November 17, 2013 Twenty-fifth Sunday After Trinity
The Prophets' Profit
1 St. John 3:1-8, St. Matthew 24:23-31
The Feast of the Nativity of Our Lord, known to some as Christmas Day, draws nigh. In a fortnight,
we embark on our joyous journey through the season of Advent.
And whom will we celebrate? That sweet little Jesus child, One so meek and mild. Lowly born, He rests in a manger. His poor parents, lacking the price of a proper sacrifice, make their way to the temple and offer a paltry pair of pigeons to God to commemorate the gift of their firstborn son.
True, kings and angels rejoice at His coming, but most of the creation hears them not. Who will recognize Him? The spirits will. “Even the demons believe” (St. James 2:19). But the natural man, having not the Holy Spirit of God within him, will look but will not see.
Soon Joseph must bear God’s Son into Egypt to save Him from the murderous wrath of a human king who fears the King of Glory . . . as a usurper of his puny throne.
Who will know Him for who He is? John the Baptist will send disciples to ask, “Are You the Coming One, or do we look for another?” (St. Matthew 11:3). Some will mistake Him for this John the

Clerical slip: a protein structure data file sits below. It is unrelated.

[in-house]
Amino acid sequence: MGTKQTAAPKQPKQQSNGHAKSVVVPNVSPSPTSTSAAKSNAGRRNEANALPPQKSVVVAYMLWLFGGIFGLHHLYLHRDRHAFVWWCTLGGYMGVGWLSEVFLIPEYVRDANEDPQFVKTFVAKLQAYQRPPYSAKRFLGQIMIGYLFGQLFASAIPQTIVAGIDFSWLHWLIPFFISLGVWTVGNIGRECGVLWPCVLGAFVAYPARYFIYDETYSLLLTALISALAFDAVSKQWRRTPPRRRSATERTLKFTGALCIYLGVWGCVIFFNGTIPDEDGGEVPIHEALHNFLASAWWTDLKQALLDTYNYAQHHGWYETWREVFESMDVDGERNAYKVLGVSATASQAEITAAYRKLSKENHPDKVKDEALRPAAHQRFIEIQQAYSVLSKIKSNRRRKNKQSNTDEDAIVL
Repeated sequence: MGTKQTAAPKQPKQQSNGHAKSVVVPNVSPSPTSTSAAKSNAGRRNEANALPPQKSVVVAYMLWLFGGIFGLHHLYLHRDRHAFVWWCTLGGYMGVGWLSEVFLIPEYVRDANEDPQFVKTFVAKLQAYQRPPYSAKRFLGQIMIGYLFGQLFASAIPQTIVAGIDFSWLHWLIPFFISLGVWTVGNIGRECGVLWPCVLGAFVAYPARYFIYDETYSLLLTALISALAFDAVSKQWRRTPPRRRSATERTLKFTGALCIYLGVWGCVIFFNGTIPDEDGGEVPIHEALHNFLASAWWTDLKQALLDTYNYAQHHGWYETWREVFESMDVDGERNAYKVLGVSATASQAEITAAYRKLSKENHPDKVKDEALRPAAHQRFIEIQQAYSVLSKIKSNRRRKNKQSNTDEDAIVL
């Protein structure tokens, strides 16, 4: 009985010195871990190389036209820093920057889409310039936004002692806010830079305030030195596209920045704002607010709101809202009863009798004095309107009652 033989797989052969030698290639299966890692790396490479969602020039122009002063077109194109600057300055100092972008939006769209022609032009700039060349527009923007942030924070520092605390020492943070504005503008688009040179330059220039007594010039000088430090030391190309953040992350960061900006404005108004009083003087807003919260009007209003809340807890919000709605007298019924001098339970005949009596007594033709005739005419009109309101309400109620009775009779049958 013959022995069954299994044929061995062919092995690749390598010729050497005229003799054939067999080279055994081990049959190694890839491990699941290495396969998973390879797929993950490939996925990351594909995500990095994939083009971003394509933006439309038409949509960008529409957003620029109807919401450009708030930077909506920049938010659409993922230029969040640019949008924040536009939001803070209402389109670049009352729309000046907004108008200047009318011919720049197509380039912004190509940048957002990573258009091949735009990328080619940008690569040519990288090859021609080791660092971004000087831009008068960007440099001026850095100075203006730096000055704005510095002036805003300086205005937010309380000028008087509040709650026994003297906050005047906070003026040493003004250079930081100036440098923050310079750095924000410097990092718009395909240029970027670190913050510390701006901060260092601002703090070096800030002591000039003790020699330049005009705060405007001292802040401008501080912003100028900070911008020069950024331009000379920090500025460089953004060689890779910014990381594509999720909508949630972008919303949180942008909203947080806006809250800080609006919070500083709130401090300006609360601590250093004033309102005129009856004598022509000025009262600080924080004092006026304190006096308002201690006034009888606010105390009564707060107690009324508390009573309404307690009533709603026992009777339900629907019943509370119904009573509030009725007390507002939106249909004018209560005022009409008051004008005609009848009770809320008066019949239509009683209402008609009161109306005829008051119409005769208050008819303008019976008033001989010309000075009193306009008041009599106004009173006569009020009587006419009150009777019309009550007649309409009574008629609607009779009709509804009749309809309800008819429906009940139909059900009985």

Baptist, some for Elijah or Jeremiah or one of the prophets (16:14).
Pontius Pilate will say, “What is truth?” (St. John 18:38), for he is unable to discern Truth standing nose-to-nose with him in the form of a man. He is the “Man of sorrows,” despised and rejected by men (Isaiah 53:3), the Suffering Servant who will be mocked, scourged, crowned with thorns and crucified between two common criminals.
This is the Christ we remember in Advent, but not the One whose second advent we await. None will be left in doubt when He returns. In our gospel lesson today, St. Matthew tells us our Lord will appear like lightning and the powers of the heavens will be shaken.
When He comes again in glory, He will judge potentates and princes. No scoffers will greet Him then. Every knee shall bow and every tongue confess that Jesus Christ is Lord (Isaiah 45:23). The King of Kings will transfer His throne to earth and He will reign on it forever.